Laws of ‘yichud’ still very relevant today
Michele Engelberg, Johannesburg
These laws are not irrelevant, archaic laws. They are as relevant now as they were two thousand years ago. They protect the potential “victim” from being violated and they protect the potentially accused “perpetrator” from being accused of something that he did not do.
If there are only two people secluded in a room together and they both emerge from the room telling different stories of what happened in that room, there is usually no way to verify the story. It is one person’s word against another person’s word. Therefore, avoiding these situations is what the halacha prescribes.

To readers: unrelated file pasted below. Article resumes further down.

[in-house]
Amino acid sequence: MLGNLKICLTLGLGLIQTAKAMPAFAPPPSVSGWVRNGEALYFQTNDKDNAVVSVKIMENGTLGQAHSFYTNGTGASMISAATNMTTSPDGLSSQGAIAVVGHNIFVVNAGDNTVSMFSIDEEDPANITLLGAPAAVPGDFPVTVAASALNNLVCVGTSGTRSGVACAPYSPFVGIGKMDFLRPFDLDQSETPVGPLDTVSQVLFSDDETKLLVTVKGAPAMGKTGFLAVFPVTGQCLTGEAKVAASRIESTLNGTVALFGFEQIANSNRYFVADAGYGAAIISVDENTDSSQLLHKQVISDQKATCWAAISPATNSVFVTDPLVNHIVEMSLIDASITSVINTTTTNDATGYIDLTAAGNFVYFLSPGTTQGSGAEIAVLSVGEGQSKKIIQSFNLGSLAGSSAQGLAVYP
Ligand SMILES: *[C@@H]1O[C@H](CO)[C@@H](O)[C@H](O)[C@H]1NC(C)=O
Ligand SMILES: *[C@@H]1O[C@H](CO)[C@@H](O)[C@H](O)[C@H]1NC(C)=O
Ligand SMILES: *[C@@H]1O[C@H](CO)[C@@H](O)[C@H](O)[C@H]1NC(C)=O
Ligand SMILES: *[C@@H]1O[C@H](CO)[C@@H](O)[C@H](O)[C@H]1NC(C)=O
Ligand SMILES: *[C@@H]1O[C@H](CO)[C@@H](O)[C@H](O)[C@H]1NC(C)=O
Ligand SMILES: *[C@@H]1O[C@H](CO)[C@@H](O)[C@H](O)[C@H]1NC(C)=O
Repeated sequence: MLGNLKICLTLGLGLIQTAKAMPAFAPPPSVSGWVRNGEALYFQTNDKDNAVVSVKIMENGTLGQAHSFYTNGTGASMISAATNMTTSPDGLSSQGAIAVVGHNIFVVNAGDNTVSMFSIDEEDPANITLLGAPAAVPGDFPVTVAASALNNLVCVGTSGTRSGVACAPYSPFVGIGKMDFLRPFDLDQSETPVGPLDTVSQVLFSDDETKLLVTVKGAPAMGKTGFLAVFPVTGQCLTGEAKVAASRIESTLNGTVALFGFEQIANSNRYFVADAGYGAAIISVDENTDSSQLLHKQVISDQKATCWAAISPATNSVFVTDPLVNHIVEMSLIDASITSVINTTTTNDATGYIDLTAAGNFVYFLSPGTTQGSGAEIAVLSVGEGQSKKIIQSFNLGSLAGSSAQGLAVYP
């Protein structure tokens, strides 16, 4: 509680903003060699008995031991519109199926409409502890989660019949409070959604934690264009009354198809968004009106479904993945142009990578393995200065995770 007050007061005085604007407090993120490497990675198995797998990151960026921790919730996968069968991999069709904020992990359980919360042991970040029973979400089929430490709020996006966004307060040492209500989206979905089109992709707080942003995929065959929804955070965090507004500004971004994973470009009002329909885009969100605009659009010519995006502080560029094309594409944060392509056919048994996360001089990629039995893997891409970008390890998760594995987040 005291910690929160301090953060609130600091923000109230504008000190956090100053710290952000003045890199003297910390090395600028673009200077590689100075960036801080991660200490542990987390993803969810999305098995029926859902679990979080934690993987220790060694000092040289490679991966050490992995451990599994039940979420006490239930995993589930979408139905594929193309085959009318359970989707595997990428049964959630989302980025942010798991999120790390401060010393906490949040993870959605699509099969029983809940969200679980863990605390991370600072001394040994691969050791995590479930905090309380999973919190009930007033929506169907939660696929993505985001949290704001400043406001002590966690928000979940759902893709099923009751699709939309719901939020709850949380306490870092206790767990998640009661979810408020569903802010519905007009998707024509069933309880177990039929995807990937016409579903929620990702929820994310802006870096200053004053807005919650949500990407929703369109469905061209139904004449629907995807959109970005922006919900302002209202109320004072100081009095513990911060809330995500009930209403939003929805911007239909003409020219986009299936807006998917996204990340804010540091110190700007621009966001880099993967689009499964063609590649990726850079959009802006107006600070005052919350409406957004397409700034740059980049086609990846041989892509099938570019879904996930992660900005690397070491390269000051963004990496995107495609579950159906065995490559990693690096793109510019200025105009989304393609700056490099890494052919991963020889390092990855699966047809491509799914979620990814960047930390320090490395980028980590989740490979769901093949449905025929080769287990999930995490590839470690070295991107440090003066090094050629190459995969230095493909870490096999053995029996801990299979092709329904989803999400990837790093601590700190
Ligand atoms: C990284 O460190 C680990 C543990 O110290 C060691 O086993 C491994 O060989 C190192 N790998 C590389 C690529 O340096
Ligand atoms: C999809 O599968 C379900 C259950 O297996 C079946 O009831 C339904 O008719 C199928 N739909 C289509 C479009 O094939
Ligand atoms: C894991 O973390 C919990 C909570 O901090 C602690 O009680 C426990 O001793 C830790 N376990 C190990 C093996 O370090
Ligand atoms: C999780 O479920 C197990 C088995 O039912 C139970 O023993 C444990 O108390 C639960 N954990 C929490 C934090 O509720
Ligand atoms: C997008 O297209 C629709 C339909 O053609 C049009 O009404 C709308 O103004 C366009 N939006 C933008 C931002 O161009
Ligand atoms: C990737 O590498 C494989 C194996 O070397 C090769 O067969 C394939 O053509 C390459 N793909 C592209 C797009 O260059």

This law applies to a woman not being alone in closed quarters with a man (that she is not related to) whether that man is a rabbi, a doctor, a teacher, etc. (It is my understanding that for the last few years, Dr Levy did hire an additional employee specifically for this purpose of not being alone with patients.)
There may be situations where avoiding solitude with a person of the opposite gender (who is not closely related) is difficult or even unavoidable, but knowing the laws creates an extra level of sensitivity that certain conduct should be vigilantly observed. Boundaries become clearer.